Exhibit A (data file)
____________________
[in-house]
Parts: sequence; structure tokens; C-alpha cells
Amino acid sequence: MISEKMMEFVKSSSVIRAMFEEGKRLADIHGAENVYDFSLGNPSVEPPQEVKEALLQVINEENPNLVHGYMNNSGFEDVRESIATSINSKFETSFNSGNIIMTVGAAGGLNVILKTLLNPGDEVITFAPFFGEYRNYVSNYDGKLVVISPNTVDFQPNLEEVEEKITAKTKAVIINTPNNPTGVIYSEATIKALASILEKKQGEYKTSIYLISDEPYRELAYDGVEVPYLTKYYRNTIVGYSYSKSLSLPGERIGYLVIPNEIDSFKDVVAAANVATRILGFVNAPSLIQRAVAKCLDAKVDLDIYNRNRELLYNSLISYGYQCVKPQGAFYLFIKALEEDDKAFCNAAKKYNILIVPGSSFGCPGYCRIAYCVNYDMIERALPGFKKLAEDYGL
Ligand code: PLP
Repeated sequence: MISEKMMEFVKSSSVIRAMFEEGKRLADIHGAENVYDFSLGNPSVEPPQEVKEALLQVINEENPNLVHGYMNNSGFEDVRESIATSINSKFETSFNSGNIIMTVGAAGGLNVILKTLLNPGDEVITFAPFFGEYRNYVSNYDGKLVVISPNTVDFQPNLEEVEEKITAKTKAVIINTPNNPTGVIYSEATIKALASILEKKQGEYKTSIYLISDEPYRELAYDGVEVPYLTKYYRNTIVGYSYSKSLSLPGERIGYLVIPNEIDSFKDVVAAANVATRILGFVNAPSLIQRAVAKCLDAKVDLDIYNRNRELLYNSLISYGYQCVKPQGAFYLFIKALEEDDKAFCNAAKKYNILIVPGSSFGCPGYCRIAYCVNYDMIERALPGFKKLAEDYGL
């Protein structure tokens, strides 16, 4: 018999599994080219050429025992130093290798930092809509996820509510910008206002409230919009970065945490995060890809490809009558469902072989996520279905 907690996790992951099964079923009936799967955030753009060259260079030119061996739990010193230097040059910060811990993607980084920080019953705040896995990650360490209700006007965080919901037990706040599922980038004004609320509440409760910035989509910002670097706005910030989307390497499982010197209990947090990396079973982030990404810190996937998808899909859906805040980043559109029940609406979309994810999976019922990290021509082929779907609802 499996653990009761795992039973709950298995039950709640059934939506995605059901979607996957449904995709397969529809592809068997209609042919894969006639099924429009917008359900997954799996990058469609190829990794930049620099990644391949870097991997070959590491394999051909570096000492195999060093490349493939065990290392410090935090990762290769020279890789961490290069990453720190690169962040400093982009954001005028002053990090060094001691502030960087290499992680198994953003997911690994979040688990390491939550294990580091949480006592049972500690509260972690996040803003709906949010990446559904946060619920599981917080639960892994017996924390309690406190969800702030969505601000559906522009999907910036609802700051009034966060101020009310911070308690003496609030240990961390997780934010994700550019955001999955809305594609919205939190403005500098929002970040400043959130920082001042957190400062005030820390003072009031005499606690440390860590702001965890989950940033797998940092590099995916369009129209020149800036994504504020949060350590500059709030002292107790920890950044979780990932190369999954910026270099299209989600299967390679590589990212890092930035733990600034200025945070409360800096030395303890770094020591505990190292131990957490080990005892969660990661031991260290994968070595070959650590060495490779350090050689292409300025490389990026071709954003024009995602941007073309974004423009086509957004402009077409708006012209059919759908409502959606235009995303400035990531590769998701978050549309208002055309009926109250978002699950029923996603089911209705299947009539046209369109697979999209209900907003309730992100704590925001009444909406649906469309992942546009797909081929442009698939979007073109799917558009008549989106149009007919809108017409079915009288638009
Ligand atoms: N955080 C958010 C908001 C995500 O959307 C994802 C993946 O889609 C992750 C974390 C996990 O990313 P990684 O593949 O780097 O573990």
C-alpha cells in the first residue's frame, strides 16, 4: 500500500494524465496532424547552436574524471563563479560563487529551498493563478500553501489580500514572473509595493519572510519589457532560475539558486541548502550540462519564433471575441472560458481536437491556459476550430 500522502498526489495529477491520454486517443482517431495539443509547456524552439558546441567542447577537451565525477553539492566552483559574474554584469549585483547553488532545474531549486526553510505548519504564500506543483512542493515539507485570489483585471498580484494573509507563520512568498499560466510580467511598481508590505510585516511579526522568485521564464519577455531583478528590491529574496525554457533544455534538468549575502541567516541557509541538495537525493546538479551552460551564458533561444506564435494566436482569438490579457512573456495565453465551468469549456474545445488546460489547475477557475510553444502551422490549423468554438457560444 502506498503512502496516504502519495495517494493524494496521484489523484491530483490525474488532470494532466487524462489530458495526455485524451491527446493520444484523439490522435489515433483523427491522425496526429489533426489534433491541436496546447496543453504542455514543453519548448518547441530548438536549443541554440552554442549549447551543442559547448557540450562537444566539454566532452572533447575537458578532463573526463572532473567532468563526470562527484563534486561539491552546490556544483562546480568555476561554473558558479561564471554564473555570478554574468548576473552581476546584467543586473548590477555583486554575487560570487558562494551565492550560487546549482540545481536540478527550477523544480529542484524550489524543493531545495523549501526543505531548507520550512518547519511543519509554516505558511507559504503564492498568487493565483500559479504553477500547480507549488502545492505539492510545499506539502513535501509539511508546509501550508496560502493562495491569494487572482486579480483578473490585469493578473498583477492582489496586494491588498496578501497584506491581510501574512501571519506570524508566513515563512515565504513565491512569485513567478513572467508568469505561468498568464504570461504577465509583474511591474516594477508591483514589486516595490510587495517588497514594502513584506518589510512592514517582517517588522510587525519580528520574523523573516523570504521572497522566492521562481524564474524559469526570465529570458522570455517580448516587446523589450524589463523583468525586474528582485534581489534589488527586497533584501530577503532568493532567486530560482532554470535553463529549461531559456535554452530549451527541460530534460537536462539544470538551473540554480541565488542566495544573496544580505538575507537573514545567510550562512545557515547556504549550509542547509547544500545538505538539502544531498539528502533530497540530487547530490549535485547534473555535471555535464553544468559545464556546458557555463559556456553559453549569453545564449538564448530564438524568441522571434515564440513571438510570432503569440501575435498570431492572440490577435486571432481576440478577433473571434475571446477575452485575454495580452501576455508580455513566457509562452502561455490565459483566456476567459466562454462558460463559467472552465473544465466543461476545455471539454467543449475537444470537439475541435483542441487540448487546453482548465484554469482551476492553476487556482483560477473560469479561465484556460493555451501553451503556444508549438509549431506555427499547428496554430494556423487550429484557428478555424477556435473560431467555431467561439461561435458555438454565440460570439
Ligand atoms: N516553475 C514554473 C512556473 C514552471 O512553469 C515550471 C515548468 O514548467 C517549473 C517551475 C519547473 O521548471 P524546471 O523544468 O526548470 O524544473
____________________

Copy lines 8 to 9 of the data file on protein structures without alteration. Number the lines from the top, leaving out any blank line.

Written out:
C-alpha cells in the first residue's frame, strides 16, 4: 500500500494524465496532424547552436574524471563563479560563487529551498493563478500553501489580500514572473509595493519572510519589457532560475539558486541548502550540462519564433471575441472560458481536437491556459476550430 500522502498526489495529477491520454486517443482517431495539443509547456524552439558546441567542447577537451565525477553539492566552483559574474554584469549585483547553488532545474531549486526553510505548519504564500506543483512542493515539507485570489483585471498580484494573509507563520512568498499560466510580467511598481508590505510585516511579526522568485521564464519577455531583478528590491529574496525554457533544455534538468549575502541567516541557509541538495537525493546538479551552460551564458533561444506564435494566436482569438490579457512573456495565453465551468469549456474545445488546460489547475477557475510553444502551422490549423468554438457560444 502506498503512502496516504502519495495517494493524494496521484489523484491530483490525474488532470494532466487524462489530458495526455485524451491527446493520444484523439490522435489515433483523427491522425496526429489533426489534433491541436496546447496543453504542455514543453519548448518547441530548438536549443541554440552554442549549447551543442559547448557540450562537444566539454566532452572533447575537458578532463573526463572532473567532468563526470562527484563534486561539491552546490556544483562546480568555476561554473558558479561564471554564473555570478554574468548576473552581476546584467543586473548590477555583486554575487560570487558562494551565492550560487546549482540545481536540478527550477523544480529542484524550489524543493531545495523549501526543505531548507520550512518547519511543519509554516505558511507559504503564492498568487493565483500559479504553477500547480507549488502545492505539492510545499506539502513535501509539511508546509501550508496560502493562495491569494487572482486579480483578473490585469493578473498583477492582489496586494491588498496578501497584506491581510501574512501571519506570524508566513515563512515565504513565491512569485513567478513572467508568469505561468498568464504570461504577465509583474511591474516594477508591483514589486516595490510587495517588497514594502513584506518589510512592514517582517517588522510587525519580528520574523523573516523570504521572497522566492521562481524564474524559469526570465529570458522570455517580448516587446523589450524589463523583468525586474528582485534581489534589488527586497533584501530577503532568493532567486530560482532554470535553463529549461531559456535554452530549451527541460530534460537536462539544470538551473540554480541565488542566495544573496544580505538575507537573514545567510550562512545557515547556504549550509542547509547544500545538505538539502544531498539528502533530497540530487547530490549535485547534473555535471555535464553544468559545464556546458557555463559556456553559453549569453545564449538564448530564438524568441522571434515564440513571438510570432503569440501575435498570431492572440490577435486571432481576440478577433473571434475571446477575452485575454495580452501576455508580455513566457509562452502561455490565459483566456476567459466562454462558460463559467472552465473544465466543461476545455471539454467543449475537444470537439475541435483542441487540448487546453482548465484554469482551476492553476487556482483560477473560469479561465484556460493555451501553451503556444508549438509549431506555427499547428496554430494556423487550429484557428478555424477556435473560431467555431467561439461561435458555438454565440460570439
Ligand atoms: N516553475 C514554473 C512556473 C514552471 O512553469 C515550471 C515548468 O514548467 C517549473 C517551475 C519547473 O521548471 P524546471 O523544468 O526548470 O524544473